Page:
Can Dogs Eat Scallions?

Keep your doggy away from these.
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If you're both a foodie and an animal lover, it's important to remember that "people food" and pets don't always work so well together. Scallions, which are also known as green onions, are a staple in a lot of yummy recipes, but are extremely dangerous to dogs and cats alike.

Onion Family Vegetables

Scallions, like all vegetables in the allium genus (also known as the onion genus), are toxic to dogs, cats and horses. Don't even think about feeding your fluffy friend any onions, scallions, shallots, garlic, leeks or chives, no matter how much she begs and pleads. Although these may seem totally harmless to you, large amounts of them can wreak havoc on your dog's red blood cells. Absolutely not worth it. The poisonous element of these vegetables is a chemical known as N-propyl disulfide.


If your precious pooch somehow got her paws on a significant portion of scallions—and consumed them—you may notice obvious signs of toxicity. Be on the lookout for panting, rapid heart rate, bodily weakness, stomach pain, upset stomach, loss of appetite, bloody or orange-colored urine, throwing up, quick exhaustion and low energy. In some cases it may take a while for symptoms to become apparent—as many as five days after consumption, for example. In other cases, the symptoms show up much sooner—sometimes within just 24 hours.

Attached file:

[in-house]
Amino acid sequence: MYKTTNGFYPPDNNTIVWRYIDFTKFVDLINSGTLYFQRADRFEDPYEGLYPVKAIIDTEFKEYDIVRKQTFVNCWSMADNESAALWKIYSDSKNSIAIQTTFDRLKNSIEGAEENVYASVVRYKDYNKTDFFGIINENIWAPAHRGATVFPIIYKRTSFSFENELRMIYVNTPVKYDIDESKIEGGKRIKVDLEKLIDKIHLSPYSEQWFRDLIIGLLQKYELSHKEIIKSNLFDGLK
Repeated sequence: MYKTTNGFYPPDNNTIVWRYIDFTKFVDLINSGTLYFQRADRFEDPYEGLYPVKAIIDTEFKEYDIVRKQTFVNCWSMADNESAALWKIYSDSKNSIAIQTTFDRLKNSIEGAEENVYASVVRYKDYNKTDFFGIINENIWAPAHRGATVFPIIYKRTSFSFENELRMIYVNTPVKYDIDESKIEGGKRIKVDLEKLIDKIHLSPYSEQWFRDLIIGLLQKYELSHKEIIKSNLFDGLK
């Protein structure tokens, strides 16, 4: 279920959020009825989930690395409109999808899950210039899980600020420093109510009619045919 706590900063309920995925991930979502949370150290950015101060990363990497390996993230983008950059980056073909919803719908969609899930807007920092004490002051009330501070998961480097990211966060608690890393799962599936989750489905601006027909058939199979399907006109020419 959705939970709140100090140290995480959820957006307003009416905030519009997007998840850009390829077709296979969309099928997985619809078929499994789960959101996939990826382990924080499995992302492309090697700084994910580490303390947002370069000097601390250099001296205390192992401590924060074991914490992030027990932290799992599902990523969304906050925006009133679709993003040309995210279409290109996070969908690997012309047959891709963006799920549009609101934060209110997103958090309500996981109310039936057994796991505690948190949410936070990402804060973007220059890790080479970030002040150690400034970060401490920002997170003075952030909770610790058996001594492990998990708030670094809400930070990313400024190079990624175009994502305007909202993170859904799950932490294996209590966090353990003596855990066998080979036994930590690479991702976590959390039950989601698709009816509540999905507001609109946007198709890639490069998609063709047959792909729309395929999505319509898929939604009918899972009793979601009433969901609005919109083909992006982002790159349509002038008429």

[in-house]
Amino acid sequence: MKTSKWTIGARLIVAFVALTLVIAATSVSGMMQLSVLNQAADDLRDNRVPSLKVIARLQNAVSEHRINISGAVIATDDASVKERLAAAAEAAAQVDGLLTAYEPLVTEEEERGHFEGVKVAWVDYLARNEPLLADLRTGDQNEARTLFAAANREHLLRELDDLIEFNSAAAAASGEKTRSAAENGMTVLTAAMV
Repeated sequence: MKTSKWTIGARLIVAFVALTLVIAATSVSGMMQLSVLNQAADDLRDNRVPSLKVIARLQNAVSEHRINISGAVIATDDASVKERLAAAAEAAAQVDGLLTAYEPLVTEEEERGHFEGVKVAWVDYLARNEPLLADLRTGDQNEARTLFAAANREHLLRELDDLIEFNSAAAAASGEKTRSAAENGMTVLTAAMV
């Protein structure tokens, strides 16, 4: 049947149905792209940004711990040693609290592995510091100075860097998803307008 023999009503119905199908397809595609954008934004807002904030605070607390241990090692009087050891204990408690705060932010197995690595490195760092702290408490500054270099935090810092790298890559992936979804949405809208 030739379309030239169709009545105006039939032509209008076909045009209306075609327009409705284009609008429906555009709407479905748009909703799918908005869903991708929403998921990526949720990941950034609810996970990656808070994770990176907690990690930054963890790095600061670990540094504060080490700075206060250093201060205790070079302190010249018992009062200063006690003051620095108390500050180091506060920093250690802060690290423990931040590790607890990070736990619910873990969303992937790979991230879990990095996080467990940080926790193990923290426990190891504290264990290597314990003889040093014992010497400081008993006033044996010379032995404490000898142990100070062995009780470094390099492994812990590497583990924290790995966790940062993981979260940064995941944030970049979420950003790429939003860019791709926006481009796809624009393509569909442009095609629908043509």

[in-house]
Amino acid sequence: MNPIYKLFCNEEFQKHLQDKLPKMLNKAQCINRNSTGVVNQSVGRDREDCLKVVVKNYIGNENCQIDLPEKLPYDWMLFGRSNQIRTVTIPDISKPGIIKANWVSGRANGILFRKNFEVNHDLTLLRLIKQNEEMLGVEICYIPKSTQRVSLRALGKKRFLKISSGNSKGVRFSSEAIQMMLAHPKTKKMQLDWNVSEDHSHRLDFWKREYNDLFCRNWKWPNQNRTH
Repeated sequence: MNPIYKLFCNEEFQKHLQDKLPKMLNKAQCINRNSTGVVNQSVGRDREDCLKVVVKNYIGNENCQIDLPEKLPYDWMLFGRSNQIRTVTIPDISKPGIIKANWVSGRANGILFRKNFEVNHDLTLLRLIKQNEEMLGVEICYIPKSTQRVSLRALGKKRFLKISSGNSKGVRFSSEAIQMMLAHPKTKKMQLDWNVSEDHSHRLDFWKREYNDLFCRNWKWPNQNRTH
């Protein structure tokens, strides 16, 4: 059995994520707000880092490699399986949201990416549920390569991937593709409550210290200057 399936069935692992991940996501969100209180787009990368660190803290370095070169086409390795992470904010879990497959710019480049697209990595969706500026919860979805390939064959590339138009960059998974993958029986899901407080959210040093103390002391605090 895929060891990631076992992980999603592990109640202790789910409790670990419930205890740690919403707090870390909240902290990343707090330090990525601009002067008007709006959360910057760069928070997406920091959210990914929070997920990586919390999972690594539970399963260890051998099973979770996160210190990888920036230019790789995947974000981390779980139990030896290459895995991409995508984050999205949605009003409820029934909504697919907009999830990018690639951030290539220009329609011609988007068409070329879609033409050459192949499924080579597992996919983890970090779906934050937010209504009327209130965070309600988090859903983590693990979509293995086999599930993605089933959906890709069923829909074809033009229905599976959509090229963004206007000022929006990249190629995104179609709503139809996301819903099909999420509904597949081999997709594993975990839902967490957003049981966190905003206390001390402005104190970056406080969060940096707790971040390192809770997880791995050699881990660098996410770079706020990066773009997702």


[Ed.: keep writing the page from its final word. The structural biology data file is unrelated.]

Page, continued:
At the first indication of any toxicity, whether seemingly minor or major, get emergency veterinary help for your pup. If your pet's case is especially severe, she may need to receive donor blood via a transfusion procedure.

Excessive Amounts

It won't surprise you that the more scallions a dog eats, the higher her chances of experiencing toxicosis. According to Oregon State University's College of Veterinary Medicine, the chances of onion poisoning are especially high if, in one sitting, a pet eats over 0.5 percent of her total weight in the veggie—yikes.


Although dogs are certainly negatively affected by scallions, remember to keep kitties far away from them too. The College of Veterinary Medicine at Cornell University notes that felines are even more vulnerable to allium toxicosis than canines, so watch out. Play it safe and keep any and all scallions in your home far out of your pets' curious grasps.